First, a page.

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From employee benefits to state laws, hiring that 50th employee creates new responsibilities for a small business. — laflor/Getty Images

While the growth of a business is usually something to celebrate, it’s understandable that many companies fear crossing that 50th employee threshold. Once crossed, there are many federal and state labor laws to comply with. The implications of these laws may cause you to weigh the pros and cons of that 50th hire more than any before it.

Let’s look at some of these laws and their potential impact on your business.

Affordable Care Act

Once a company has 50 full-time or full-time equivalent (FTE) employees, it must follow the Employer Shared Responsibility Provision of the Affordable Care Act (ACA). Failure to do so may result in fines. To comply, you must offer eligible employees affordable health insurance of minimum value as defined by the Act. If you already offer insurance, you need to verify that it meets the ACA standards.

[Read: Employee Health Insurance: How Much Should the Employer Pay?]

Once you begin offering health insurance, you must follow additional regulations:

Reporting

Health coverage providers have reporting responsibilities under the ACA.

HIPAA

Providing health insurance means that you must follow guidelines of the Health Insurance Portability and Accountability Act (HIPAA), which protect the privacy of your employees’ medical information. You may need to train employees who manage this sensitive data.

COBRA

The Comprehensive Omnibus Budget Reconciliation Act (COBRA) requires that employees who lose employer-provided health insurance due to job loss for any reason other than gross misconduct or due to reduction in hours can choose to continue their coverage under the company’s group insurance plan for a limited period. In most cases, the employee pays the premium, but some employers reimburse it as part of a severance package. While this may not impact you financially, at the least, you must implement a process to ensure you notify your health insurance plan administrator of the employee’s COBRA eligibility within 30 days of employment termination. The administrator then notifies the employee. Delinquency in notification can result in the Department of Labor fining your company and the IRS can issue a tax penalty.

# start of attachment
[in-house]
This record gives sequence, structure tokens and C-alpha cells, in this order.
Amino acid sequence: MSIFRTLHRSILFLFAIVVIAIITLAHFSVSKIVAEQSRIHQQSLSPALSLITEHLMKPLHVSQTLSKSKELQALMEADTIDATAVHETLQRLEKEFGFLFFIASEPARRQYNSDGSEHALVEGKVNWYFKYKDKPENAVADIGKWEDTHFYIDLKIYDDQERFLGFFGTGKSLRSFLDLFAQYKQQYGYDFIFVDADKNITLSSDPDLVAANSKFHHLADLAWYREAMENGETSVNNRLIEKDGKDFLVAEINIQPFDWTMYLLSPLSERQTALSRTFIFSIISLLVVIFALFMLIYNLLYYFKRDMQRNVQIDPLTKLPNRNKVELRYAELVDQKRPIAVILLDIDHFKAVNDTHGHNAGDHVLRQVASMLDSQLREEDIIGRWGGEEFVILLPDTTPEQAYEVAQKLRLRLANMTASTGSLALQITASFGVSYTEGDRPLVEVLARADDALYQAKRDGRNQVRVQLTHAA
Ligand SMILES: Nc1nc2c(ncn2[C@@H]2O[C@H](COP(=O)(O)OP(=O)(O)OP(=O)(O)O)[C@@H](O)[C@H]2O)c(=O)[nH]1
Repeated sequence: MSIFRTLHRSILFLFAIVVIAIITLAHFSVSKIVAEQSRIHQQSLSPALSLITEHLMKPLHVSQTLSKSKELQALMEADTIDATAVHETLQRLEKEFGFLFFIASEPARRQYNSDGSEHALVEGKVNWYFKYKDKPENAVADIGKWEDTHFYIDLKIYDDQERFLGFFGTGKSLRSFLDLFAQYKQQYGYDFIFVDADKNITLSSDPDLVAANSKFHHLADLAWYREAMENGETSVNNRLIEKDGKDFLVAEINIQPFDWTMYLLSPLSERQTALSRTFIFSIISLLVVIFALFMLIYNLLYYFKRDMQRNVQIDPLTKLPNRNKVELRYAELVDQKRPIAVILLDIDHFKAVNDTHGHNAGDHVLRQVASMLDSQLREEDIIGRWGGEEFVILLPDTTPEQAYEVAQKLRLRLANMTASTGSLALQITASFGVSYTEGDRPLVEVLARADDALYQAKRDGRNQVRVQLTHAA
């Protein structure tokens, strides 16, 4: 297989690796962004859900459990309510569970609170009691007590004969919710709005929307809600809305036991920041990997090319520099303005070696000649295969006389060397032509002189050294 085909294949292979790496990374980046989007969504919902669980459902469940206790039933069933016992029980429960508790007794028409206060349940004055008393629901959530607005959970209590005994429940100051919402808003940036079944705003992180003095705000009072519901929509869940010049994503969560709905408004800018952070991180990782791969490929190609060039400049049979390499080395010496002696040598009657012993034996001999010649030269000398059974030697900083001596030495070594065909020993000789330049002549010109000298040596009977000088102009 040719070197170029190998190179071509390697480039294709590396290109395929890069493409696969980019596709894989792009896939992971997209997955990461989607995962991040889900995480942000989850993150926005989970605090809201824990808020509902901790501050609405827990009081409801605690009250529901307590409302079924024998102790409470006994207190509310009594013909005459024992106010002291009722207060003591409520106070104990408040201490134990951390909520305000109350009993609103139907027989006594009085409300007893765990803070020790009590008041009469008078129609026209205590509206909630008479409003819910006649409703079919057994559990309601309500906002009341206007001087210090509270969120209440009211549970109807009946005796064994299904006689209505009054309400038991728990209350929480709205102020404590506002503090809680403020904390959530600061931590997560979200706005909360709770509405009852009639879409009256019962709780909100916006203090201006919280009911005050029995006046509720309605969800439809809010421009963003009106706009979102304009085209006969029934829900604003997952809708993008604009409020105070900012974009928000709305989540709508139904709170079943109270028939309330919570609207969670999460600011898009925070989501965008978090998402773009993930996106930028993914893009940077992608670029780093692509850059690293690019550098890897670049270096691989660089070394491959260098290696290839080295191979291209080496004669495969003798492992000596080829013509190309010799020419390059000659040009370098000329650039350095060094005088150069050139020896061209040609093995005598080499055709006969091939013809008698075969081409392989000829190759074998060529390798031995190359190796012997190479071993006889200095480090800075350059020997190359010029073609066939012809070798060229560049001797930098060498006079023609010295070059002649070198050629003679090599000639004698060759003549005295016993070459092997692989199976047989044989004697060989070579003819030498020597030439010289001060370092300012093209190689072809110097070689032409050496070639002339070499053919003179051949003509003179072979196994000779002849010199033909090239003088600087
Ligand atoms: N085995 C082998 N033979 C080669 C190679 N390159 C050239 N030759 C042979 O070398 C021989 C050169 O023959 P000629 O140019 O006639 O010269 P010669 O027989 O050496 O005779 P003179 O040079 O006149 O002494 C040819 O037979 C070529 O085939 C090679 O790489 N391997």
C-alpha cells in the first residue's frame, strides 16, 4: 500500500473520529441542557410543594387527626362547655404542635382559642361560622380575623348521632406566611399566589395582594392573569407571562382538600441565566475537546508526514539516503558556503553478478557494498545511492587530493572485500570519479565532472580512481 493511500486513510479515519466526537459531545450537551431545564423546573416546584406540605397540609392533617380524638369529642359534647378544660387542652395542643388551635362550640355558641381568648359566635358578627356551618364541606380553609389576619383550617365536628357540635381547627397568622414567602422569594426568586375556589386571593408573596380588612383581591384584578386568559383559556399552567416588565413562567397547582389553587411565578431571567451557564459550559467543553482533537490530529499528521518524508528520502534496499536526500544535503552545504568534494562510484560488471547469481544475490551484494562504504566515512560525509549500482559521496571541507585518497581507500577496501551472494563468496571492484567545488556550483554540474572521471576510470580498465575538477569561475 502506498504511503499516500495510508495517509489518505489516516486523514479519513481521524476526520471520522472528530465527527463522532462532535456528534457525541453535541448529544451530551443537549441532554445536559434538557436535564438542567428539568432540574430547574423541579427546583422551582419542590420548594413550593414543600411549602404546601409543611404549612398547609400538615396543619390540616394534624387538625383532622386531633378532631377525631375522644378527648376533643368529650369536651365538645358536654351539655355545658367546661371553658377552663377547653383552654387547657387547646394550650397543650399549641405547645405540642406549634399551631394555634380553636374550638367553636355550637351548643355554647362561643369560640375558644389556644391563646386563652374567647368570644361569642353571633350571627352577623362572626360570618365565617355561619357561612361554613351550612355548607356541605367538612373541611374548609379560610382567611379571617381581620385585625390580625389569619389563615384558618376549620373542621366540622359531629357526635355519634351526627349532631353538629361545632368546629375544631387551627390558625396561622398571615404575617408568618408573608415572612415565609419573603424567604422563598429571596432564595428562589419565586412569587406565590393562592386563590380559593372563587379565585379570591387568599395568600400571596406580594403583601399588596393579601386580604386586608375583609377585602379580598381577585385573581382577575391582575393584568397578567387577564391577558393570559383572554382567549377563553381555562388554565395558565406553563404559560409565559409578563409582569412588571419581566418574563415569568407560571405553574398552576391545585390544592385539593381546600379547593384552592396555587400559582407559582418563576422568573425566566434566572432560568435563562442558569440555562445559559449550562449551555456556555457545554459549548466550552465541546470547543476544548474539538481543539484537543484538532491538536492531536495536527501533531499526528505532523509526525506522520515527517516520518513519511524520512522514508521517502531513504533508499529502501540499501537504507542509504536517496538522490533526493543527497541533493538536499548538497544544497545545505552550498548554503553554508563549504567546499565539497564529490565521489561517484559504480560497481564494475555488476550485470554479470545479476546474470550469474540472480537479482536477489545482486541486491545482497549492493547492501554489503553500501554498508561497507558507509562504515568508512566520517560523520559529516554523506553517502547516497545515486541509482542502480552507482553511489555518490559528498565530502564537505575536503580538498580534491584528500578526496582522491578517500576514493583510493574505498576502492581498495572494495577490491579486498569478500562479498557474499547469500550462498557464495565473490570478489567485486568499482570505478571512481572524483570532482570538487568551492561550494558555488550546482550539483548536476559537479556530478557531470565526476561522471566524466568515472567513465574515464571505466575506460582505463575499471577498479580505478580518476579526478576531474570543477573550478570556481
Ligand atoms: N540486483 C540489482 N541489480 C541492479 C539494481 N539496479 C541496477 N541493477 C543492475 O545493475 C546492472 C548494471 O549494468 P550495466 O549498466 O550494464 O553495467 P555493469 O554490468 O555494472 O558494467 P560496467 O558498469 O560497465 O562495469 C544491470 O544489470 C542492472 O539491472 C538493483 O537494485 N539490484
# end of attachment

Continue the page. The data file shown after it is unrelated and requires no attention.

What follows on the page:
Crossing that 50th employee threshold increases required compliance to several federal and state labor laws.

Family Medical Leave Act

The Family Medical Leave Act (FMLA) also impacts companies that have 50 or more employees on the payroll for 20 or more calendar weeks (not necessarily consecutive) in the current or previous year. However, in this case, that number includes part-time employees. Under FMLA, you’ll need to provide eligible employees with up to 12 weeks of unpaid, job-protected leave each calendar year for the birth or adoption of a child, to care for a seriously ill immediate family member or if the employee has a serious health condition that prevents them from working. Group health benefits must be maintained during the leave.

Laws that apply to federal contractors

If your business handles federal contracts, you have additional laws to comply with once you hire your 50th employee.

  • EEO-1 reporting: Under the regulations of the U.S. Equal Employment Opportunity Commission you must submit reports that include a count of employees by job category and ethnicity, race, and gender.
  • Affirmative action: If you also have at least $50,000 in government contracts, you’ll need to implement an affirmative action plan to ensure equal treatment of all applicants and employees throughout your employment process.

State laws

Many states also have labor laws specific to companies with 50 or more employees. These may differ from federal laws and you must follow whichever law provides the most protection for employees. As laws vary by state, investigate the state labor laws that apply to your business.

As you review each law, it’s important to understand their impact on your business. Some businesses find that when they hire a 50th employee, it’s also time to outsource human resources.

[Read: How to Outsource Human Resources]

CO— aims to bring you inspiration from leading respected experts. However, before making any business decision, you should consult a professional who can advise you based on your individual situation.

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Published December 02, 2019